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Extinction risks revealed as scientists crack largest ever set of mammalian genomes

Posted 13 November, 2020

A UCD researcher has aided efforts by an international consortium to analysis the whole genomes of more than 120 species of mammals not previously sequenced.

The genomic dataset, published in Nature and carried out by the Zoonomia Project, captures mammalian diversity at an unprecedented scale and is the largest and most comprehensive of its kind to date.

Researchers found that mammalian species with high extinction rates have less genetic diversity - suggesting that sequencing can provide crucial information on which animal populations may be at higher risk.

Among the international team that carried out the research is Professor Emma Teeling, of UCD School of School of Biology and Environmental Science.

“This study now provides the raw material that researchers can analyse from around the globe to understand the how evolution has shaped our genome and that of our fellow mammals,” she said, co-authoring the new paper.

The Zoonomia Project, which has made its datasets freely available to the scientific community, aims to allow researchers to more easily compare the genomes of humans and other mammals, helping to identify genomic regions that might be involved in human disease.

Such data offers insight into which genetic mutations cause human diseases like cancer, as well as identifying mammals that have a high likelihood of being reservoirs or intermediate hosts for COVID-19.

The project has lead to more than 80% of all mammalian families, spanning almost 110 million years of evolution, having their whole genomes analysed.

“One of the most exciting things about the Zoonomia Project is that many of our core questions are accessible to people both within and outside of science,” said first author Diane Genereux, a research scientist in the Vertebrate Genomics Group at the Broad Institute of MIT and Harvard.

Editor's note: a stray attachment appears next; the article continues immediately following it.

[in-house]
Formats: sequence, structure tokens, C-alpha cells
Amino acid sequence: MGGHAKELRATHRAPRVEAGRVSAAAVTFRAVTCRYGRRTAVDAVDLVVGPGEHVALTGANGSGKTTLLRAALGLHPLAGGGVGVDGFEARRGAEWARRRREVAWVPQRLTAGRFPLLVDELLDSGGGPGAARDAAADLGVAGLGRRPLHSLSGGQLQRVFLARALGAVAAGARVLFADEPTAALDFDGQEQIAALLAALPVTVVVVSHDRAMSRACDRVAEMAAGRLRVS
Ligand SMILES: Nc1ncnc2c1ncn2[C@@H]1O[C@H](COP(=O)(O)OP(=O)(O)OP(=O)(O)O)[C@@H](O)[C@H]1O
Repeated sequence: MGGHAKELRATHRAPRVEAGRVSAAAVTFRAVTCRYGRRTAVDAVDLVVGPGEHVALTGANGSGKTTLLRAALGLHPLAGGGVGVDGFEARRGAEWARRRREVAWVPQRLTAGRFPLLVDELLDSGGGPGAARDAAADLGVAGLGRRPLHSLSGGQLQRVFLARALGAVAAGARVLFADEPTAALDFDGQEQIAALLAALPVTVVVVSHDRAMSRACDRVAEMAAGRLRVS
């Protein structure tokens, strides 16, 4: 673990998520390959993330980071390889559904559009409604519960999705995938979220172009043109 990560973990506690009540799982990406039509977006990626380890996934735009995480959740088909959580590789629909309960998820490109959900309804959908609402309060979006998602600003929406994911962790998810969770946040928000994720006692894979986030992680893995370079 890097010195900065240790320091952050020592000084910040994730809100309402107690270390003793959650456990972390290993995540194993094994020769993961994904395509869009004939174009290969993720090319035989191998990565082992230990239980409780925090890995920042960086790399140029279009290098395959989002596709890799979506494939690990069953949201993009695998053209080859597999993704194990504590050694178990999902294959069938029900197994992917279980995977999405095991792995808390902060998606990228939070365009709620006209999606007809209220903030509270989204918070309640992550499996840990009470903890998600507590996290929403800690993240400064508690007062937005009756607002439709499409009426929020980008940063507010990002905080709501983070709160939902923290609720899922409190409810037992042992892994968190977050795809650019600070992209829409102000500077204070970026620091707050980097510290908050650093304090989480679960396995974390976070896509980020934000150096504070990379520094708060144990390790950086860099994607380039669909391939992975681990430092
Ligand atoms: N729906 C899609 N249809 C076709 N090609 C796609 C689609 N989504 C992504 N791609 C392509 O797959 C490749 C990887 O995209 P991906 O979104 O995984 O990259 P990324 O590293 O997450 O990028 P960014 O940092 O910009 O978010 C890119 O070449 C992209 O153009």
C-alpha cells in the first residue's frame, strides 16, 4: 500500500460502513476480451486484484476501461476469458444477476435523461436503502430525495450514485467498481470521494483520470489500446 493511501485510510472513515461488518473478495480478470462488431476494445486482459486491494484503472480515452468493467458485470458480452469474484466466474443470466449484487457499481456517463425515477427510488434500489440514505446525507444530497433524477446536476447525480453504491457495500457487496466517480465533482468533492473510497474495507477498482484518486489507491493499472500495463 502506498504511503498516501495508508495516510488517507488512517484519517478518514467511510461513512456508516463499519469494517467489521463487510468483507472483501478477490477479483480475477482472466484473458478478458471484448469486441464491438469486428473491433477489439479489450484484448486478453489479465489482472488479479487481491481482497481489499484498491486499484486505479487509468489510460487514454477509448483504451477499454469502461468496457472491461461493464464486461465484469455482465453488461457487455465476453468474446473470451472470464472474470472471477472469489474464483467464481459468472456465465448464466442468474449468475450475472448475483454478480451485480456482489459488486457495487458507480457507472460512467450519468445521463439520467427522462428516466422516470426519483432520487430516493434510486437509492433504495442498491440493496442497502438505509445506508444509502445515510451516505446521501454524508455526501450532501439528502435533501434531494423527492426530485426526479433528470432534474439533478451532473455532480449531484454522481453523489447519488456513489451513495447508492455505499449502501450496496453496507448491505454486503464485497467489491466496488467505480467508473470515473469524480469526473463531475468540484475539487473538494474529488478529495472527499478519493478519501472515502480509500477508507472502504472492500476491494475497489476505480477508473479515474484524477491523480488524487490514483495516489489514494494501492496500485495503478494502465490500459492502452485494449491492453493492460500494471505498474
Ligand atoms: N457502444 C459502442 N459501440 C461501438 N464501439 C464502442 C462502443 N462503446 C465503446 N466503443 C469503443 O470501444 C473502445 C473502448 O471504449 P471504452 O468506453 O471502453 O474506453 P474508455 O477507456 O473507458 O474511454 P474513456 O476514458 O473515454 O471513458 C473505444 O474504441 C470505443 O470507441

“By designing scientific projects that are accessible to all, we can ensure benefits for public, human, and environmental health.”

Its most recent dataset focused on species of medical, biological, and biodiversity conservation interest.

“We wrote the paper to talk about this large, unique dataset and explain why it is interesting. Once you make the data widely available and explain its utility to the broader research community, you can really change the way science is done,” said co-senior author Elinor Karlsson, director of the Vertebrate Genomics Group at the Broad Institute and professor at the University of Massachusetts Medical School.

The Zoonomia Project, formerly called the 200 Mammals Project, builds on a previous project, the 29 Mammals Project, which began sequencing mammalian genomes in 2006.

The latest project extends the work by exploring the genomes of species that can perform physiological feats that humans can not, from hibernating squirrels to exceptionally long-lived bats.

In the new study, the researchers collaborated with 28 different institutions worldwide to collect samples for genomic analysis, with the Frozen Zoo at the San Diego Global Zoo providing almost half of the samples.

By: David Kearns, Digital Journalist / Media Officer (with materials from Broad Institute)